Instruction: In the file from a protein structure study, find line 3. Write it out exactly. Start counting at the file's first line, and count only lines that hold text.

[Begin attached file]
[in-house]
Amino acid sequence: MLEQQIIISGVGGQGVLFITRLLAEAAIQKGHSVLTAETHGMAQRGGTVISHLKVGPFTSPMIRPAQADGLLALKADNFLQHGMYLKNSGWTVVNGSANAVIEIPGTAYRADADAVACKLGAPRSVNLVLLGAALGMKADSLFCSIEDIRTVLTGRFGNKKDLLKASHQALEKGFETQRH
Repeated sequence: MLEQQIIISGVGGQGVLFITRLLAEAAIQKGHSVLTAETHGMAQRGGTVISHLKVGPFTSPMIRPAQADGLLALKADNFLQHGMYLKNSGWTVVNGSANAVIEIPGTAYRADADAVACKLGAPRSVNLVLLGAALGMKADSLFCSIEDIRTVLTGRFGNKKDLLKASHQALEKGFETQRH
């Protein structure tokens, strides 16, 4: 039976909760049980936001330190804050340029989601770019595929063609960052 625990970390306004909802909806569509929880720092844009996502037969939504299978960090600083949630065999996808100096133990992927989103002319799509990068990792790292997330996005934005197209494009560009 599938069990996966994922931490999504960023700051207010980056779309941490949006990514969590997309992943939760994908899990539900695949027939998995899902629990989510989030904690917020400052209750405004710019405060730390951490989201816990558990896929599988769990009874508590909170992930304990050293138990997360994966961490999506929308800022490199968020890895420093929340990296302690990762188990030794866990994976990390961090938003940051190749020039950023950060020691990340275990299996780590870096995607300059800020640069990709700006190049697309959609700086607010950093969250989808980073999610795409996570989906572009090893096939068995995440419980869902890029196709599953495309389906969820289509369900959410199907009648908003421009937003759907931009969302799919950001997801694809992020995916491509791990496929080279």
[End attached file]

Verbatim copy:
Repeated sequence: MLEQQIIISGVGGQGVLFITRLLAEAAIQKGHSVLTAETHGMAQRGGTVISHLKVGPFTSPMIRPAQADGLLALKADNFLQHGMYLKNSGWTVVNGSANAVIEIPGTAYRADADAVACKLGAPRSVNLVLLGAALGMKADSLFCSIEDIRTVLTGRFGNKKDLLKASHQALEKGFETQRH